Several experimental and theoretical investigations of plasma-chemical HâS dissociation have addressed the effects of different gas compositions and various types of discharges (such as microwave, radio-frequency, arc, and glidarc discharges). There are two primary reasons for these investigations: (1) the plasma-chemical process recovers both hydrogen (a valuable chemical reagent) and sulfur from HâS (as in the conventional Claus process), and

B. V. Potapkin; M. I. Strelkova; A. A. Fridman

1995-01-01

331

Kinetic Alfv en waves and plasma transport at the magnetopause Jay R. Johnson and C. Z. Cheng

the Alfven #12;eld-line resonance location (! = kkvA). We present a solution of the kinetic-MHD wave to the broadband nature of the observed waves these islands can overlap leading to stochastic transport which conditions the power level of wave activity is usually 10{100 times larger than the wave activity

332

Kinetic Alfv'en waves and plasma transport at the magnetopause Jay R. Johnson and C. Z. Cheng

near the Alfv'en fieldÂline resonance location (! = k k v A ). We present a solution of the kinetic location. Due to the broadband nature of the observed waves these islands can overlap leading to stochastic of the time, and under most conditions the power level of wave activity is usually 10--100 times larger than

333

We developed a system for quantitatively measuring arm movement. Our approach provides a method to simultaneously capture upper limb kinetic and kinematic data during assisted passive arm movements. Data are analysed with respect to Cartesian and upper limb coordinate systems to obtain upper limb joint angles and torques.We undertook an evaluation of the system in participants with stroke to show

P. R. Culmer; A. E. Jackson; S. G. Makower; J. A. Cozens; M. C. Levesley; M. Mon-Williams; B. Bhakta

2011-01-01

334

A Multi Water Bag model of drift kinetic electron plasmaa

NASA Astrophysics Data System (ADS)

A Multi Water Bag model is proposed for describing drift kinetic plasmas in a magnetized cylindrical geometry, relevant for various experimental devices, solar wind modeling... The Multi Water Bag (MWB) model is adapted to the description of a plasma with kinetic electrons as well as an arbitrary number of kinetic ions. This allows to describe the kinetic dynamics of the electrons, making possible the study of electron temperature gradient (ETG) modes, in addition to the effects of non adiabatic electrons on the ion temperature gradient (ITG) modes, that are of prime importance in the magnetized plasmas micro-turbulence [X. Garbet, Y. Idomura, L. Villard, T.H. Watanabe, Nucl. Fusion 50, 043002 (2010); J.A. Krommes, Ann. Rev. Fluid Mech. 44, 175 (2012)]. The MWB model is shown to link kinetic and fluid descriptions, depending on the number of bags considered. Linear stability of the ETG modes is presented and compared to the existing results regarding cylindrical ITG modes [P. Morel, E. Gravier, N. Besse, R. Klein, A. Ghizzo, P. Bertrand, W. Garbet, Ph. Ghendrih, V. Grandgirard, Y. Sarazin, Phys. Plasmas 14, 112109 (2007)].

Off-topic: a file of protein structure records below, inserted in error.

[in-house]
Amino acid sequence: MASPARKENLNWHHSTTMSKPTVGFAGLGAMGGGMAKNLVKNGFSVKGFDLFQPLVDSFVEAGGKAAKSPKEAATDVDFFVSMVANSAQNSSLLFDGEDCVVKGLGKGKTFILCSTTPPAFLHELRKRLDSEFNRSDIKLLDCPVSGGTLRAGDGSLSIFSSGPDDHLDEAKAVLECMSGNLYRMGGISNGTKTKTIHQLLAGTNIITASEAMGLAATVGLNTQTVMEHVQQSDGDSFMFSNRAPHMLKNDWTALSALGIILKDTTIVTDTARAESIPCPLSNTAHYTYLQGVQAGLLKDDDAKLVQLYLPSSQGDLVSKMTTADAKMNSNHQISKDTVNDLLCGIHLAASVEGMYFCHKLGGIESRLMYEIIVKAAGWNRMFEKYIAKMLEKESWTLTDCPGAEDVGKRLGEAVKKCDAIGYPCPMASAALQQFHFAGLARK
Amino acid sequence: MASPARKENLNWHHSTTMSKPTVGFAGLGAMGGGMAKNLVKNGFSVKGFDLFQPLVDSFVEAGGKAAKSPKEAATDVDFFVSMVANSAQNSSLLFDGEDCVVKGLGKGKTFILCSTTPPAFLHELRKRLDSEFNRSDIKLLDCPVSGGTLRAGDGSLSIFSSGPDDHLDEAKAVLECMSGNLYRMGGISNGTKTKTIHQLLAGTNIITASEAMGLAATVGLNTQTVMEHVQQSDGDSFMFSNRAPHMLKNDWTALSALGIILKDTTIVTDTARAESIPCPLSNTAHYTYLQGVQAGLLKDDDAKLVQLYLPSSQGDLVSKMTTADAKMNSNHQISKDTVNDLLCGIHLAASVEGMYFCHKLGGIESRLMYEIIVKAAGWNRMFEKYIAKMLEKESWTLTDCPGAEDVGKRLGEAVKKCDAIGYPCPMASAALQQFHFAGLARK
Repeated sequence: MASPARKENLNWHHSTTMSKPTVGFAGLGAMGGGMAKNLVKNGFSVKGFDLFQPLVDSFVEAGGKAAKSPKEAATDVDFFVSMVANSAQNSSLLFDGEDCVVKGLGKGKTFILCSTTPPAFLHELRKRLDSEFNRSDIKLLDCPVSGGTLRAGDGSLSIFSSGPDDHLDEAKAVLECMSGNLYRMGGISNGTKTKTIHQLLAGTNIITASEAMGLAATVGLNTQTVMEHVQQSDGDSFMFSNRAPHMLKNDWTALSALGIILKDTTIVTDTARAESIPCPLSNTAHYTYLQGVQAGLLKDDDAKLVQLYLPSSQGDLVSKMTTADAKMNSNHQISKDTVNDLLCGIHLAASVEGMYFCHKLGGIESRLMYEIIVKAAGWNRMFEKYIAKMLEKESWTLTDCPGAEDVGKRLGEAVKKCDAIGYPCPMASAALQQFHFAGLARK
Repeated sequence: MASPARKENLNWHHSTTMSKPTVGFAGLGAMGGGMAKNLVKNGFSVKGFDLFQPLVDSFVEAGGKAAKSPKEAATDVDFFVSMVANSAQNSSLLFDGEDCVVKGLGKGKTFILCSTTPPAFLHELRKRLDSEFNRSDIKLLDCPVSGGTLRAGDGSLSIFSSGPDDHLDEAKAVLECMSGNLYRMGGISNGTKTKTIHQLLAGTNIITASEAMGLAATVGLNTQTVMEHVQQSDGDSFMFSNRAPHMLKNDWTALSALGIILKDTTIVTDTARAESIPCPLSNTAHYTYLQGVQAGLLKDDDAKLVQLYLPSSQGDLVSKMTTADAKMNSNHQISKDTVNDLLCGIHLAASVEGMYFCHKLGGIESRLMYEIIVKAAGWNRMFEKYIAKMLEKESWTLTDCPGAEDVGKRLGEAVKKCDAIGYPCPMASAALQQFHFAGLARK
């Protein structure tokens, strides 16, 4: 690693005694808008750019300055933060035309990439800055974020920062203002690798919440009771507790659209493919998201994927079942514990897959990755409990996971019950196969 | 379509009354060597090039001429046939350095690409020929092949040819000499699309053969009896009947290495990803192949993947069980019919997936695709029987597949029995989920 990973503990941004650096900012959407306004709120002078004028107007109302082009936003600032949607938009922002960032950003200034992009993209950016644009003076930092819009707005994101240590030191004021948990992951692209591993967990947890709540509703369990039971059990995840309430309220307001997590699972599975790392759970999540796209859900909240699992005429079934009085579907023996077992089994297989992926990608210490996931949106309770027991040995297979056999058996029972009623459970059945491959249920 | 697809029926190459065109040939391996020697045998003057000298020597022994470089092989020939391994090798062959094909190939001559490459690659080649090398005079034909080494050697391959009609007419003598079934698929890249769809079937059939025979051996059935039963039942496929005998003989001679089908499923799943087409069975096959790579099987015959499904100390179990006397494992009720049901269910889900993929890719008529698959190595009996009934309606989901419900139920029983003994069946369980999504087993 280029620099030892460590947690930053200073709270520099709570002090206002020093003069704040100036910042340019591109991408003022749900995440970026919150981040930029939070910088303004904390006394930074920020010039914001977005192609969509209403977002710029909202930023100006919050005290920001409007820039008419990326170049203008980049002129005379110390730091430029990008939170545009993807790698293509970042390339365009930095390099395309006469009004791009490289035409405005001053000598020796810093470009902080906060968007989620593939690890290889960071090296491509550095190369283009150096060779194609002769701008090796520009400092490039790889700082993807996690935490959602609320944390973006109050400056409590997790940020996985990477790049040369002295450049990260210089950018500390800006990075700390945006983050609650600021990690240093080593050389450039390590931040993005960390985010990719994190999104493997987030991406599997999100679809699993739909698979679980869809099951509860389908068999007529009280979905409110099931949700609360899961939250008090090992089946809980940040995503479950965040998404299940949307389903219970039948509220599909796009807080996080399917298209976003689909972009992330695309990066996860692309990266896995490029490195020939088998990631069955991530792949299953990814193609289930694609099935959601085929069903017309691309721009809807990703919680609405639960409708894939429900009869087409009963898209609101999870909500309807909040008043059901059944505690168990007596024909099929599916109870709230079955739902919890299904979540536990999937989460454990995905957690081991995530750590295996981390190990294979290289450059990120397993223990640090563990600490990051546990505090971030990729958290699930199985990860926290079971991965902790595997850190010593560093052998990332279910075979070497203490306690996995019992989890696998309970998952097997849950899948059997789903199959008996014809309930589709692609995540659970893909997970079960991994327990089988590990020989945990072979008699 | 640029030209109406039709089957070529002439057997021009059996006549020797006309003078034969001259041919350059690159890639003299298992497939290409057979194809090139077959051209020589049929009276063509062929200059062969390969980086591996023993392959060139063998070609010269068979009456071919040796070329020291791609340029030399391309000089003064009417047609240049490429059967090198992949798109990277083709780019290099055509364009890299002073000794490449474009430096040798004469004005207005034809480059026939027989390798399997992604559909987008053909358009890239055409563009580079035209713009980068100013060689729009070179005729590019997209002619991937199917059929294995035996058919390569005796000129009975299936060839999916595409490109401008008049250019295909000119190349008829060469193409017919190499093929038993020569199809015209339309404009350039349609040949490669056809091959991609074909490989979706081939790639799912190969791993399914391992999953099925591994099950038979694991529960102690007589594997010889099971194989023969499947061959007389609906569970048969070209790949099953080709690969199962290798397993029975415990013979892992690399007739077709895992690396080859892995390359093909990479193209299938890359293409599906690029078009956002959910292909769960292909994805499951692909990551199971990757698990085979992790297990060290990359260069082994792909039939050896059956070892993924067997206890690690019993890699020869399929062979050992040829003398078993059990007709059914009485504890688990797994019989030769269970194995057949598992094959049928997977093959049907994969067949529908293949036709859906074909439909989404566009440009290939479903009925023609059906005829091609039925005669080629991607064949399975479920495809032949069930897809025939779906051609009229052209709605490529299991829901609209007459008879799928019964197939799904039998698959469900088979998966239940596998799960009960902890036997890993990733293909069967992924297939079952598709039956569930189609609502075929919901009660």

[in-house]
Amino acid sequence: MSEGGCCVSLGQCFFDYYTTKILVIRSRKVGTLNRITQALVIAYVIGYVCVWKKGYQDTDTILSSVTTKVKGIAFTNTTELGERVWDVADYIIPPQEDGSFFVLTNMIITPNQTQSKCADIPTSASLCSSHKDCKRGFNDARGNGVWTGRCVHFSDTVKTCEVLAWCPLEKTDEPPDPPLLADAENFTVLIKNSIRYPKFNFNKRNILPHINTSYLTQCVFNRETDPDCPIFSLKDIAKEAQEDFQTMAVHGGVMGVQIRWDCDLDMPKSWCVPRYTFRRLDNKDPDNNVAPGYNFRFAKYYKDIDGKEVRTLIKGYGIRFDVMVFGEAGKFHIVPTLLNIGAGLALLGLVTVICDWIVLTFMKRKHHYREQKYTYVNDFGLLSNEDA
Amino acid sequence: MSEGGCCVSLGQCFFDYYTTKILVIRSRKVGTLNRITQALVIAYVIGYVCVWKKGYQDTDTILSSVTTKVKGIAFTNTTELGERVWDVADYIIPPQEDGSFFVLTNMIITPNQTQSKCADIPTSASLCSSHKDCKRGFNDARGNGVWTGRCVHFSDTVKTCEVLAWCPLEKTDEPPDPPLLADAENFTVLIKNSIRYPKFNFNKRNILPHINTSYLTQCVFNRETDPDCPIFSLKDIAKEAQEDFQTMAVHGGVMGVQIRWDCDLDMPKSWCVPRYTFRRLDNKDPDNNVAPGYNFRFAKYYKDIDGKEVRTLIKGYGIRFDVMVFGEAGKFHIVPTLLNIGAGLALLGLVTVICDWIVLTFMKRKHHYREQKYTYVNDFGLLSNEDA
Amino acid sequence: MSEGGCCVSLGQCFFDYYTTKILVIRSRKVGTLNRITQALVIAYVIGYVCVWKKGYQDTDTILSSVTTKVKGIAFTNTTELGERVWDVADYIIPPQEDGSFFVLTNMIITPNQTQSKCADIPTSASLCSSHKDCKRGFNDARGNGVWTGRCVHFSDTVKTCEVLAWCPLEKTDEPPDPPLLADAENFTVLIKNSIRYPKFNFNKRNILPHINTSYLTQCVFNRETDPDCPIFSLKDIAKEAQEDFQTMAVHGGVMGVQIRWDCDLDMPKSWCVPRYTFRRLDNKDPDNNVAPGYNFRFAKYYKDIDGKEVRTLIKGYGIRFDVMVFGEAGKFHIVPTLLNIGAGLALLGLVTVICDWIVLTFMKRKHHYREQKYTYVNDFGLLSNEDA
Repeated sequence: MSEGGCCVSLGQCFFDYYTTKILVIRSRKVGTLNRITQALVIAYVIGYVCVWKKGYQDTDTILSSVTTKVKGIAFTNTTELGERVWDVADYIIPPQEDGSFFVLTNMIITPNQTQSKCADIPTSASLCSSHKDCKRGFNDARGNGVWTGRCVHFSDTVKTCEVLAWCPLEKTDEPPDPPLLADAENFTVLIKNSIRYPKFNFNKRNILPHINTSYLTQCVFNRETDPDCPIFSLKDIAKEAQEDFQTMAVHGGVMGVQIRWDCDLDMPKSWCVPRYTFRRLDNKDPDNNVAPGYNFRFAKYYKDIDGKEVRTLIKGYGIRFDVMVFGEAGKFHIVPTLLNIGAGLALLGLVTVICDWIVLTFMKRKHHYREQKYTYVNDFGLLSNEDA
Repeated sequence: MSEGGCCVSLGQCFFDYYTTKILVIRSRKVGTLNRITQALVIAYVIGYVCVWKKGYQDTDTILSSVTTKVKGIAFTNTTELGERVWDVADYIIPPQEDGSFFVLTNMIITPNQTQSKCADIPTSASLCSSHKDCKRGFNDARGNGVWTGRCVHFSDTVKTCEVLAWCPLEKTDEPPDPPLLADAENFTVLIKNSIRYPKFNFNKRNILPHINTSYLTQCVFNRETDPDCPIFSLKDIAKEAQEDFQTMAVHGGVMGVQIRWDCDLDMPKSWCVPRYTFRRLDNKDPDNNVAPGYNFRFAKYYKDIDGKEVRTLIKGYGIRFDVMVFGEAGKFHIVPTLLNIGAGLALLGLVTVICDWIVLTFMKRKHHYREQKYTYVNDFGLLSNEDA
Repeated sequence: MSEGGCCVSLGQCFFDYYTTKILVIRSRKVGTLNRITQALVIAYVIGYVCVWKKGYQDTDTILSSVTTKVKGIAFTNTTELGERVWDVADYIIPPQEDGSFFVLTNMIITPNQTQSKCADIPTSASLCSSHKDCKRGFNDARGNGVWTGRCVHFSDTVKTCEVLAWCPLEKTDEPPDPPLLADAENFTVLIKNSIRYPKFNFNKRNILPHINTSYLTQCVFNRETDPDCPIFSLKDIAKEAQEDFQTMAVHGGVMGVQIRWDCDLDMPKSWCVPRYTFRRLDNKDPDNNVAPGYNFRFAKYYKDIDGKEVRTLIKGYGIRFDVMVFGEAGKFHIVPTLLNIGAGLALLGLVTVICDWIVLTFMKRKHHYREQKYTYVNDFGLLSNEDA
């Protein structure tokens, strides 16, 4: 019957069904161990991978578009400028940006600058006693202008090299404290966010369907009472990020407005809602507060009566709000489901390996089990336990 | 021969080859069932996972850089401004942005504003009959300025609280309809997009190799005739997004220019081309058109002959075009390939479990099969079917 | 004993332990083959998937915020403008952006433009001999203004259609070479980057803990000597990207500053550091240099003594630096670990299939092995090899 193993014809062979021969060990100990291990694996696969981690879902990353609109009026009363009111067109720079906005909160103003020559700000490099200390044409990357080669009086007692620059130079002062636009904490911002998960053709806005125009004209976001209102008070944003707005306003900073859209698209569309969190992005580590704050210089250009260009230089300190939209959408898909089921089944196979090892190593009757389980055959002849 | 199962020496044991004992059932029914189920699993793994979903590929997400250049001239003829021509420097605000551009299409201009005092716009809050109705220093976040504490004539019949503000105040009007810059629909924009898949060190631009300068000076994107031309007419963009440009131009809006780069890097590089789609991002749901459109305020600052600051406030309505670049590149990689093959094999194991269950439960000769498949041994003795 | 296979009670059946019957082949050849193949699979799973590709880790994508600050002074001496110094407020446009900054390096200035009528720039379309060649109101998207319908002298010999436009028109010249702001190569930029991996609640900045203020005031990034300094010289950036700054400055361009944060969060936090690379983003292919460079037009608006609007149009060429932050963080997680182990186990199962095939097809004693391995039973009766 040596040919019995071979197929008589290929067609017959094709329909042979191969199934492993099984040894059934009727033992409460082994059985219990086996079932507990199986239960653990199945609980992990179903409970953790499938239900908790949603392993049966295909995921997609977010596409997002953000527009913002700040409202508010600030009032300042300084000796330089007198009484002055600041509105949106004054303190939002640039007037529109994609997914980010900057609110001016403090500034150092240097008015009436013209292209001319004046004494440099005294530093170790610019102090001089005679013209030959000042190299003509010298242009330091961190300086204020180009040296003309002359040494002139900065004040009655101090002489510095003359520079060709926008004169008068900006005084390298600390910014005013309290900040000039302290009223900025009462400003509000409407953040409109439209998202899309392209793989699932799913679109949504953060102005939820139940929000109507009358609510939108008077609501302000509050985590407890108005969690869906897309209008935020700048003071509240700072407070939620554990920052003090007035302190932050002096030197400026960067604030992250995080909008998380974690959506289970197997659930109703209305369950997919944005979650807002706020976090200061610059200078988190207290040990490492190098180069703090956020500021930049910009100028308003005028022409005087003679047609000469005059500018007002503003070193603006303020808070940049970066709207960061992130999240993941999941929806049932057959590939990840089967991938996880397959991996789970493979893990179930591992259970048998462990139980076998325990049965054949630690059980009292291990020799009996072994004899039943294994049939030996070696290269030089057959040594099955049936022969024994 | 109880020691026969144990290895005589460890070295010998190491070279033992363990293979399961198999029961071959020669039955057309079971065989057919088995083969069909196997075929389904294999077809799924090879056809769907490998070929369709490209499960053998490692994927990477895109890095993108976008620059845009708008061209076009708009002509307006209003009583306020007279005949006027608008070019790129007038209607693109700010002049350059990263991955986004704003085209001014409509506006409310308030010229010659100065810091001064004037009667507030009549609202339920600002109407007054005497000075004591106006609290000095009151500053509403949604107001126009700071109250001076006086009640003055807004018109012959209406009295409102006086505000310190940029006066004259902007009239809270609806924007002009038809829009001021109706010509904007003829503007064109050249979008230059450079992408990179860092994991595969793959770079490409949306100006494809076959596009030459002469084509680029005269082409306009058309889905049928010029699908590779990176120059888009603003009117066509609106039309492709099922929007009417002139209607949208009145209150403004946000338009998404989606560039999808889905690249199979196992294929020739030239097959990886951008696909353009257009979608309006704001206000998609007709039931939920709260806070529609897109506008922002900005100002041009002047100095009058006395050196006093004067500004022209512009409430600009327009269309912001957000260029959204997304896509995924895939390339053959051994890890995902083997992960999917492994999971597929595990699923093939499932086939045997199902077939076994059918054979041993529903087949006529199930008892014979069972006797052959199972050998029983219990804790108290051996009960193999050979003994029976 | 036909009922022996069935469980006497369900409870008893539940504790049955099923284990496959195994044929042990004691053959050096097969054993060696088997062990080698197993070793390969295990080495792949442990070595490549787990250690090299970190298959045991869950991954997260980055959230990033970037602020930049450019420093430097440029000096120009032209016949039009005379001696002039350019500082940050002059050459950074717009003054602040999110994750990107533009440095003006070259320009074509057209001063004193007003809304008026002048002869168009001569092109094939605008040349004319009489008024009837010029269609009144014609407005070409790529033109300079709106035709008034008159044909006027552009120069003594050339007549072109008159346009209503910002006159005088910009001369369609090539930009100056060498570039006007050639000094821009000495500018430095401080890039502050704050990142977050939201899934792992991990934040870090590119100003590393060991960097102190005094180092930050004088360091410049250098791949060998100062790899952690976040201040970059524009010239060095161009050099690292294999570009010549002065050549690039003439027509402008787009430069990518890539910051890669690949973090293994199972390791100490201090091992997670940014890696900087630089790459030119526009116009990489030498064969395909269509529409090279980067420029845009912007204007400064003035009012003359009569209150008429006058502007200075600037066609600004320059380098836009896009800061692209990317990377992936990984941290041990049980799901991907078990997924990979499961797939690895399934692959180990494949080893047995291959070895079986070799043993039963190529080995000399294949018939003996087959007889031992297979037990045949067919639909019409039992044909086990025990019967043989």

Morel, Pierre; Ghiro, Florent Dreydemy; Berionni, Vincent; Coulette, David; Besse, Nicolas; Gürcan, Özgür D.

2014-08-01

335

NASA Astrophysics Data System (ADS)

Wave-particle interactions play a very important role in the plasma dynamics near Titan: mass loading, excitation of the low-frequency waves and the formation of the particle velocity distribution function, e.g. ring/shell-like distributions, etc. The kinetic approach is important for estimation of the collision processes e.g. a charge exchange. The particle velocity distribution function also plays a key role for understanding the observed particle fluxes. In this report we discuss the ion velocity distribution function dynamics from 3D hybrid modeling. The modeling is based on recent analysis of the Cassini Plasma Spectrometer (CAPS) ion measurements during the TA flyby. In our model the background ions, all pickup ions, and ionospheric ions are considered as particles, whereas the electrons are described as a fluid. Inhomogeneous photoionization, electron-impact ionization and charge exchange are included in our model. The temperatures of the background electrons and pickup electrons were also included into the generalized Ohm's law. We also take into account the collisions between the ions and neutrals. We use Chamberlain profiles for the exosphere's components and include a simple ionosphere model with M=28 ions that were generated inside the ionosphere. The moon is considered as a weakly conducting body. Our modeling shows that interaction between background plasma and pickup ions H+, H2+, CH4+ and N2+ has a more complicated structure than was observed in the T9 flyby and modeling due to the large gyroradius of the background O+ ions [1,2,3,4]. Special attention will be paid to comparing the simulated pickup ion velocity distribution with CAPS TA observations. We also compare our kinetic modeling with other hybrid and MHD modeling of Titan's environment. References [1] Sittler, E.C., et al., Energy Deposition Processes in Titan's Upper Atmosphere and Its Induced Magnetosphere. In: Titan from Cassini-Huygens, Brown, R.H., Lebreton J.P., Waite, J.H., Eds., Springer, (Dordrecht, Heidelberg, London, New York, pp. 393-455, 2009). [2] Sittler, E.C., et al., Saturn's Magnetospheric Interaction with Titan as Defined by Cassini Encounters T9 and T18: New Results, Planet. Space Sci., doi.10.1016/j.pss.2009.09.017. [3] Coates, A.J., Interaction of Titan's ionosphere with Saturn's magnetosphere. Phil. Trans. R. Soc. A (2009) 367, 773-788, doi: 10.1098/rsta.2008.0248. [4] Lipatov, A.S., et al., Background and pickup ion velocity distribution dynamics in Titan's plasma environment: 3D hybrid simulation and comparison with CAPS T9 observations. Adv. Space Res. 48, 1114-1125, 2011.